It is nearly impossible to ever pass up a film from Argentina (or partially in this case as Las Malas Intenciones is a combined effort of Argentina, Peru, and Germany). Why? Because they are more times than not excellent. The Bad Intentions keeps up the momentum of Argentinian cinema, and Germany and Peru as well, by delivering quite an interesting look into the mind of a young girl of privilege and her emotional spiraling at the news of having a baby brother.
The year is 1982 in Peru. Cayetana (Fatima Buntinx) lives in a spacious home outside the city with caretakers. Her mother, and stepfather, are returning home after a long while away and Cayetana is not interested in seeing either of them. Buntinx makes the most disinterested, annoyed, and ultimately bothered facial expressions–this is an actress who does not need dialogue to convey emotion, it is written all over her face. Now Cayetana is a bit of an odd-ball; some may call her sinister. In reality, she is a child going through a great deal of emotional turmoil and unfortunately the good intentions she should have veer towards the bad.
The first hint that something is a bit amiss with Cateyana is her choice of toys. She is obsessed, to put it lightly, with historical figures from history that were made famous by their heroic deeds on the battlefield. She goes so far as to converse with said hero’s, and the script provides an interesting explanation on what it means when a soldier is immortalized as a statue in a certain stance. If they are on their horse they died one way, on foot another–you get the idea. For Cateyana, these explanations do not make all that much sense; she sees things a tad bit differently when it comes to heroism in battle. Especially when one loses the battle. She also plays with dolls, by ripping their heads off. The hinting at disturbia is not so subtle all the time.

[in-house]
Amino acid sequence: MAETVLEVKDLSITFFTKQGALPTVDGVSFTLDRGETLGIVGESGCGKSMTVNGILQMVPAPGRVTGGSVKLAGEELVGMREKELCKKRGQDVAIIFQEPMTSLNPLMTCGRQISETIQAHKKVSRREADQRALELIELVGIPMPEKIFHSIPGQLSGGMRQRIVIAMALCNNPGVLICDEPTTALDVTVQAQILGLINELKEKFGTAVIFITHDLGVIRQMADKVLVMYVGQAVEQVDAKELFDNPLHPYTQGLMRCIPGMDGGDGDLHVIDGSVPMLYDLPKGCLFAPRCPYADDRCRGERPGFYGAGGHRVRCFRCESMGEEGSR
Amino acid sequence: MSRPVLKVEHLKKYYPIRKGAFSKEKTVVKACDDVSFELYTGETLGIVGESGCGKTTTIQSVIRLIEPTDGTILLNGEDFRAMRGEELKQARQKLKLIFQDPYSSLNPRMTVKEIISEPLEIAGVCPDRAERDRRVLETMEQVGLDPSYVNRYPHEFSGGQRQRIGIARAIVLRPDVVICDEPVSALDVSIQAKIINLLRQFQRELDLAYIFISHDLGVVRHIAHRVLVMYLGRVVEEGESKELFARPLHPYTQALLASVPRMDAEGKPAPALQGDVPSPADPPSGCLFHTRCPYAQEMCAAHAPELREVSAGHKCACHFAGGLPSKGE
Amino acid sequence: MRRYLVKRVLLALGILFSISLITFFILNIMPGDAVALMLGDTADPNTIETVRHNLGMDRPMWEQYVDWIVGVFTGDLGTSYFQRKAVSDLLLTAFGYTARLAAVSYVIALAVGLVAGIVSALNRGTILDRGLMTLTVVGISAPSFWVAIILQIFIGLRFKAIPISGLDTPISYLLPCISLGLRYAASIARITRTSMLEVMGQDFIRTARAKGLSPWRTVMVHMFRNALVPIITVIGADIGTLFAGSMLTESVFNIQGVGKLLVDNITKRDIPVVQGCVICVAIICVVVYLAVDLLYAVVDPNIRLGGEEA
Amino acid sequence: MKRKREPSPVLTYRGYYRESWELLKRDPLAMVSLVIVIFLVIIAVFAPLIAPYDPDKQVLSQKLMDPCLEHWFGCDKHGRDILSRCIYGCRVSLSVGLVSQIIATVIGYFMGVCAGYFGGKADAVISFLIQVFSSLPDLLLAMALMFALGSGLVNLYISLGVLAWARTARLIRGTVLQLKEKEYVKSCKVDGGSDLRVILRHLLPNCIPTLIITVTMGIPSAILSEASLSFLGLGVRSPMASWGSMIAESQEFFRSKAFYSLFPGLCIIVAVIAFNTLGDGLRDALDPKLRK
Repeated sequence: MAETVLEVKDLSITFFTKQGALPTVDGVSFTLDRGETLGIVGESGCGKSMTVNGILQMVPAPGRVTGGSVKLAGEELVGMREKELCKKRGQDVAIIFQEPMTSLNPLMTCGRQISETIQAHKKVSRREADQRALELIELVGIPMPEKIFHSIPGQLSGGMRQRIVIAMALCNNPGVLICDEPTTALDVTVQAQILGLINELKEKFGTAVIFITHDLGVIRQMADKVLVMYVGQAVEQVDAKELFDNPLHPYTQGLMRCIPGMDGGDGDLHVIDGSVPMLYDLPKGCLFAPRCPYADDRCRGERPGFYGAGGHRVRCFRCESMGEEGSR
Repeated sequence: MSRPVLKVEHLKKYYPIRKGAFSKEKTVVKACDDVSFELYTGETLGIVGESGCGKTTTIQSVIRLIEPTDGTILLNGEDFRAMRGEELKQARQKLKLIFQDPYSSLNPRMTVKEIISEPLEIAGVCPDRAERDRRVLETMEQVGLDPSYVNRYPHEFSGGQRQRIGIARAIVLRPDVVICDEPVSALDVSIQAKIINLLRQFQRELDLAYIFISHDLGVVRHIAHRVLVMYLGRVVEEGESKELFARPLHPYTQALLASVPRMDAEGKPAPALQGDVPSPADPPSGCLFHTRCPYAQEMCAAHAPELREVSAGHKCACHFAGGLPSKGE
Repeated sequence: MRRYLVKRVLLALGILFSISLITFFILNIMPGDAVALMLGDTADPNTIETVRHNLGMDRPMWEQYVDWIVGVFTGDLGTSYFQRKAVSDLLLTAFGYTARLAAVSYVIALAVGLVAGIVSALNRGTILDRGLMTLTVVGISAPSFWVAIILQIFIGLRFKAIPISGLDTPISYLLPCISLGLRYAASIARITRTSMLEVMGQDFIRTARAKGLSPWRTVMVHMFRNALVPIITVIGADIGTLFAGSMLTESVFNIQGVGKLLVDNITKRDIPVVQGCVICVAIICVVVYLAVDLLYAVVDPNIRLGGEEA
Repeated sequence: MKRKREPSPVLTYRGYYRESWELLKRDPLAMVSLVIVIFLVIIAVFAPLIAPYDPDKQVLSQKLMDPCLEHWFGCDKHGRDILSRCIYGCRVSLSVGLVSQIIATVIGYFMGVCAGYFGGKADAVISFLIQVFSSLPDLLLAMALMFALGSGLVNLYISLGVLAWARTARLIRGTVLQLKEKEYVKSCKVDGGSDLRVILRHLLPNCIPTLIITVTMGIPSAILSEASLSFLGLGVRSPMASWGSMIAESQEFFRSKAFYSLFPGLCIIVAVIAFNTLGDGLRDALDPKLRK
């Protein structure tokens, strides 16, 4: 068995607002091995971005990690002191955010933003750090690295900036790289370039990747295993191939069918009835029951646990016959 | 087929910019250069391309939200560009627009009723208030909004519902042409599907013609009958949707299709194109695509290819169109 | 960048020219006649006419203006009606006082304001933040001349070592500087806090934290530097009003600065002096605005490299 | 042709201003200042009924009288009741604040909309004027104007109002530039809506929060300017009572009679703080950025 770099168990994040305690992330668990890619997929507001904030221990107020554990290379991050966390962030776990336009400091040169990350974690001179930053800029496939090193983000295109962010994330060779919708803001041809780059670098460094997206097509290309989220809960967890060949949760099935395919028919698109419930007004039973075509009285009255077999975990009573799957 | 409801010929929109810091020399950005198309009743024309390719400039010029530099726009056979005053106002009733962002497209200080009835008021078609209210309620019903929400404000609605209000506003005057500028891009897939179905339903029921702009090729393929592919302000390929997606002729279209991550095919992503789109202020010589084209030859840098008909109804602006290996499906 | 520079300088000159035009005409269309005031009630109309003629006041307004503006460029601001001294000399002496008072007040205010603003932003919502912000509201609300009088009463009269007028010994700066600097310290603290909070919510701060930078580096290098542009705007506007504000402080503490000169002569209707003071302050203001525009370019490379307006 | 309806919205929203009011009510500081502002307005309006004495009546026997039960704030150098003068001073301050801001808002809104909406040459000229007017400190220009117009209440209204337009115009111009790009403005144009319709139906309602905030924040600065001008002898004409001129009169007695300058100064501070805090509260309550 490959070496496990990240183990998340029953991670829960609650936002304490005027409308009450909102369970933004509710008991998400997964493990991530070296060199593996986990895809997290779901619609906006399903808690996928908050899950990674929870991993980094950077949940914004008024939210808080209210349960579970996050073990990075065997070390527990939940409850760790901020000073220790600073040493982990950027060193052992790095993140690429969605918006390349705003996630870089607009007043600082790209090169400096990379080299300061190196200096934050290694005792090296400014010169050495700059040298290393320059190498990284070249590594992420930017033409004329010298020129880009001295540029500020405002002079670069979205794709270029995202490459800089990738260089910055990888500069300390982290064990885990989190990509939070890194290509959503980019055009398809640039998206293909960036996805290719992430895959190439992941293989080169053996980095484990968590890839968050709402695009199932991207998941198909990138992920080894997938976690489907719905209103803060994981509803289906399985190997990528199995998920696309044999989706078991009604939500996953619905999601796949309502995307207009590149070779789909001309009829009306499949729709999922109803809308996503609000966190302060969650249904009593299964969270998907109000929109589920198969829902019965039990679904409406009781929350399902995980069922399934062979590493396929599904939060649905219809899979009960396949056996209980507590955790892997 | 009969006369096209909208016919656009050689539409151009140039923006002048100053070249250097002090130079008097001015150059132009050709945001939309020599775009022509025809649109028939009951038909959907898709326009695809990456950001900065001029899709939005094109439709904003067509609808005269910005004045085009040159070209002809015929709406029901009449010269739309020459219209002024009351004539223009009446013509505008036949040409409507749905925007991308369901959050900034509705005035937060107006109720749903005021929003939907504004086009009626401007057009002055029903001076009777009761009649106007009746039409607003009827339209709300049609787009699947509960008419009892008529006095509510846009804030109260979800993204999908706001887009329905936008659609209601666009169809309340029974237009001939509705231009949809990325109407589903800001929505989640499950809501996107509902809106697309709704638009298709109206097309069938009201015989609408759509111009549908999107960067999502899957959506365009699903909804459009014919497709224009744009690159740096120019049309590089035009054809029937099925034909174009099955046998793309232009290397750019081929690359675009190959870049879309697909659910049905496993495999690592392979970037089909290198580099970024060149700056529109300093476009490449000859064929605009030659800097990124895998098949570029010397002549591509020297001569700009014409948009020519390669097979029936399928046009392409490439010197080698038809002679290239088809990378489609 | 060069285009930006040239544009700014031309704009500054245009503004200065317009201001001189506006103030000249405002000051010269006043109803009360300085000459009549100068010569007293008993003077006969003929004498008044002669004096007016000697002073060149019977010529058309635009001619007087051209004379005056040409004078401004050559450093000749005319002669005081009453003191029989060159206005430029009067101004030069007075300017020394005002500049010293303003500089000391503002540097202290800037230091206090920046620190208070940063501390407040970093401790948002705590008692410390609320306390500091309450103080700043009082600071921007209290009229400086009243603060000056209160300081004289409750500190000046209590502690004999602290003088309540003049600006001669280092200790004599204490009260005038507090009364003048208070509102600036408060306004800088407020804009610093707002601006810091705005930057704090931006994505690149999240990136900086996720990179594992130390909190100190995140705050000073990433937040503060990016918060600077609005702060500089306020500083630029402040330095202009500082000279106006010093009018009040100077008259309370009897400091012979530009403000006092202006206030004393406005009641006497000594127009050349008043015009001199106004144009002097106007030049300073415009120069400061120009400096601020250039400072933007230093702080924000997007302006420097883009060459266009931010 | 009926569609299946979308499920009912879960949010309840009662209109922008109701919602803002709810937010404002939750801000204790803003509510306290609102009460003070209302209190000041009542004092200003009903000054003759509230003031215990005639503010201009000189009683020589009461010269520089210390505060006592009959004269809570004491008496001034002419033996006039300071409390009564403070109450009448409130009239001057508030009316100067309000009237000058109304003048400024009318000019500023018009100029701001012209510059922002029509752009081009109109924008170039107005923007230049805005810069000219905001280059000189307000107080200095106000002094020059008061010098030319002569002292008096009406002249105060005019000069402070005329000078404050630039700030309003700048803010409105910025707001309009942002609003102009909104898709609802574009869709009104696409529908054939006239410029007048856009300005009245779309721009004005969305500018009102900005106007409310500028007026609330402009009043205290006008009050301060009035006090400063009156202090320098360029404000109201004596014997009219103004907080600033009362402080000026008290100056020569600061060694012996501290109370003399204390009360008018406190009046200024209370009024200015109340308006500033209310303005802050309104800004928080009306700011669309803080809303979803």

The Bad Intentions follows Cateyana over the course of the pregnancy for her mother, and it promises to climax with her own death for she believes that she must die since her brother is to be born. Dark, for sure; humorous coming from a confused and lonely child, definitely. Experiencing time with Cateyana and her twisted mentality is not frightful, or rooted in horror. This is a film about a girl experiencing a great deal of life in a very short time. It is thought provoking, funny, and at times hard to pin down exactly where Director and Screenwriter Rosario García-Montero is planning on going, and just how far she is willing to go with Cateyana.
Amidst the fantastic performance by Fatima Buntinx as Cateyana, the breathtaking cinematography of Rodrigo Pulpeiro (the tracking shots are amazing, the framing impeccable, and such a great hand with focus indeed), and creative writing of Garcia-Montero The Bad Intentions becomes an audacious delight. Cateyana is an intelligent, spirited, overly dramatic, twisted little girl full of curiosity and dark thoughts. It is an absolute pleasure spending time with her, as any viewer of this film will agree.
Growing up in Lima during the ’80s, Cayetana is an only child who spends her days taunting the housekeepers who look after her and communing with her imaginary friends – a host of long-dead Peruvian heroes. What upsets the nine-year-old girl most is not the threat of homegrown terrorism, but rather the news that her wealthy, valium-becalmed mother is going to have another baby. Convinced her sibling’s birth will bring about her own demise, she begins to morbidly act out her resentments.
Deftly weaving socio-political themes into a seriocomic coming-of-age story, filmmaker Rosario García-Montero makes her feature debut with this unique film about childhood, family, history and the stories we tell ourselves about all three.
(Argentina , Germany , Peru, 2011, 107 mins)
In Spanish with English subtitles
Directed By: Rosario García-Montero
Executive Producers: Monika Weibel, Juan Carlos Belaunde
Producers: Benito Mueller, Wolfgang Mueller, Paul Typaldos
Screenwriter: Rosario García-Montero
Cinematographer: Rodrigo Pulpeiro
Editor: Rosario Suárez
Cast: Fatima Buntinx, Katerina D’Onofrio, Paul Vega, Kani Hart, Melchor Gorrochátegul, Jean Paul Strauss
Music: Patrick Kirst, Rosario García-Montero